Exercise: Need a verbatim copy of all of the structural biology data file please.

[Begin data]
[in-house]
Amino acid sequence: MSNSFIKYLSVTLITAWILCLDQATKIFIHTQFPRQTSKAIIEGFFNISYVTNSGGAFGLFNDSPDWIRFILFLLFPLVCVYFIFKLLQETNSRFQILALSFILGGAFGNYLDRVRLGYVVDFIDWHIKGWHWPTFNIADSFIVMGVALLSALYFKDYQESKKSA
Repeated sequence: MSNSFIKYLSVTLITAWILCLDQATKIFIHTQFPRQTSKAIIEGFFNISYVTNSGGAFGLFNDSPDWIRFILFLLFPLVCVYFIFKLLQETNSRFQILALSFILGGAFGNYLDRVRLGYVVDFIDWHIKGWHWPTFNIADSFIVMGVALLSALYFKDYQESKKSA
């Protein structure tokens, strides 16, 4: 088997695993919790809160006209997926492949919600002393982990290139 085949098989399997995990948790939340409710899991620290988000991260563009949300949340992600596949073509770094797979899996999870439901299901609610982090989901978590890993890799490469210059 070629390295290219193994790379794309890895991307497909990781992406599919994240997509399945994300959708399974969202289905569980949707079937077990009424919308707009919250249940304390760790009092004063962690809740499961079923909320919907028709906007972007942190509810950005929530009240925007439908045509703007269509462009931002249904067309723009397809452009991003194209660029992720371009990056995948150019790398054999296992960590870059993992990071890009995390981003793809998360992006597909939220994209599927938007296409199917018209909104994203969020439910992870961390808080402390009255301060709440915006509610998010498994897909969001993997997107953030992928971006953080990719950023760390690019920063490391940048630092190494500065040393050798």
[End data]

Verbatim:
[in-house]
Amino acid sequence: MSNSFIKYLSVTLITAWILCLDQATKIFIHTQFPRQTSKAIIEGFFNISYVTNSGGAFGLFNDSPDWIRFILFLLFPLVCVYFIFKLLQETNSRFQILALSFILGGAFGNYLDRVRLGYVVDFIDWHIKGWHWPTFNIADSFIVMGVALLSALYFKDYQESKKSA
Repeated sequence: MSNSFIKYLSVTLITAWILCLDQATKIFIHTQFPRQTSKAIIEGFFNISYVTNSGGAFGLFNDSPDWIRFILFLLFPLVCVYFIFKLLQETNSRFQILALSFILGGAFGNYLDRVRLGYVVDFIDWHIKGWHWPTFNIADSFIVMGVALLSALYFKDYQESKKSA
């Protein structure tokens, strides 16, 4: 088997695993919790809160006209997926492949919600002393982990290139 085949098989399997995990948790939340409710899991620290988000991260563009949300949340992600596949073509770094797979899996999870439901299901609610982090989901978590890993890799490469210059 070629390295290219193994790379794309890895991307497909990781992406599919994240997509399945994300959708399974969202289905569980949707079937077990009424919308707009919250249940304390760790009092004063962690809740499961079923909320919907028709906007972007942190509810950005929530009240925007439908045509703007269509462009931002249904067309723009397809452009991003194209660029992720371009990056995948150019790398054999296992960590870059993992990071890009995390981003793809998360992006597909939220994209599927938007296409199917018209909104994203969020439910992870961390808080402390009255301060709440915006509610998010498994897909969001993997997107953030992928971006953080990719950023760390690019920063490391940048630092190494500065040393050798």